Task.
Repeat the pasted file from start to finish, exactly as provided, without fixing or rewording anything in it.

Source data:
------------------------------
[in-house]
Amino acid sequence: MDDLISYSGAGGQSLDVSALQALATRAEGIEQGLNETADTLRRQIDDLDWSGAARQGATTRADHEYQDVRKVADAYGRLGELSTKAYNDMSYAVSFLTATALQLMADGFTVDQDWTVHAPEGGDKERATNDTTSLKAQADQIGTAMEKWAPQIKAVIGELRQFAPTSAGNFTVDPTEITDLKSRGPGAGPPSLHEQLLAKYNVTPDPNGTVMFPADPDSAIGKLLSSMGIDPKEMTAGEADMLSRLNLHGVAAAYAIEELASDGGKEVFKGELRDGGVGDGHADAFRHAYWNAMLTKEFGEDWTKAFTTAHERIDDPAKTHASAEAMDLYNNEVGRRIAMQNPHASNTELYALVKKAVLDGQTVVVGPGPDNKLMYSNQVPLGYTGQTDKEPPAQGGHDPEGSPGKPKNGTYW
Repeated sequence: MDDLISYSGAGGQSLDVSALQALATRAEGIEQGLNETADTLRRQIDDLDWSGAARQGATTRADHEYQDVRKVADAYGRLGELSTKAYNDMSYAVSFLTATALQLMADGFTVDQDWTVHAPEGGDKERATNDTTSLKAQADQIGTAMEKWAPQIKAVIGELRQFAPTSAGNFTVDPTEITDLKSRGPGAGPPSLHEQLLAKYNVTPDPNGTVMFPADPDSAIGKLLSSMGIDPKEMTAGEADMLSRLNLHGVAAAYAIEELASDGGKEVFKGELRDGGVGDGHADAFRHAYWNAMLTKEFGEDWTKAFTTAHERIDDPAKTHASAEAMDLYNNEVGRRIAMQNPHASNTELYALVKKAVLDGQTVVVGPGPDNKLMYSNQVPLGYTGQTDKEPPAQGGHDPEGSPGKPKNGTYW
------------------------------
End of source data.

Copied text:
[in-house]
Amino acid sequence: MDDLISYSGAGGQSLDVSALQALATRAEGIEQGLNETADTLRRQIDDLDWSGAARQGATTRADHEYQDVRKVADAYGRLGELSTKAYNDMSYAVSFLTATALQLMADGFTVDQDWTVHAPEGGDKERATNDTTSLKAQADQIGTAMEKWAPQIKAVIGELRQFAPTSAGNFTVDPTEITDLKSRGPGAGPPSLHEQLLAKYNVTPDPNGTVMFPADPDSAIGKLLSSMGIDPKEMTAGEADMLSRLNLHGVAAAYAIEELASDGGKEVFKGELRDGGVGDGHADAFRHAYWNAMLTKEFGEDWTKAFTTAHERIDDPAKTHASAEAMDLYNNEVGRRIAMQNPHASNTELYALVKKAVLDGQTVVVGPGPDNKLMYSNQVPLGYTGQTDKEPPAQGGHDPEGSPGKPKNGTYW
Repeated sequence: MDDLISYSGAGGQSLDVSALQALATRAEGIEQGLNETADTLRRQIDDLDWSGAARQGATTRADHEYQDVRKVADAYGRLGELSTKAYNDMSYAVSFLTATALQLMADGFTVDQDWTVHAPEGGDKERATNDTTSLKAQADQIGTAMEKWAPQIKAVIGELRQFAPTSAGNFTVDPTEITDLKSRGPGAGPPSLHEQLLAKYNVTPDPNGTVMFPADPDSAIGKLLSSMGIDPKEMTAGEADMLSRLNLHGVAAAYAIEELASDGGKEVFKGELRDGGVGDGHADAFRHAYWNAMLTKEFGEDWTKAFTTAHERIDDPAKTHASAEAMDLYNNEVGRRIAMQNPHASNTELYALVKKAVLDGQTVVVGPGPDNKLMYSNQVPLGYTGQTDKEPPAQGGHDPEGSPGKPKNGTYW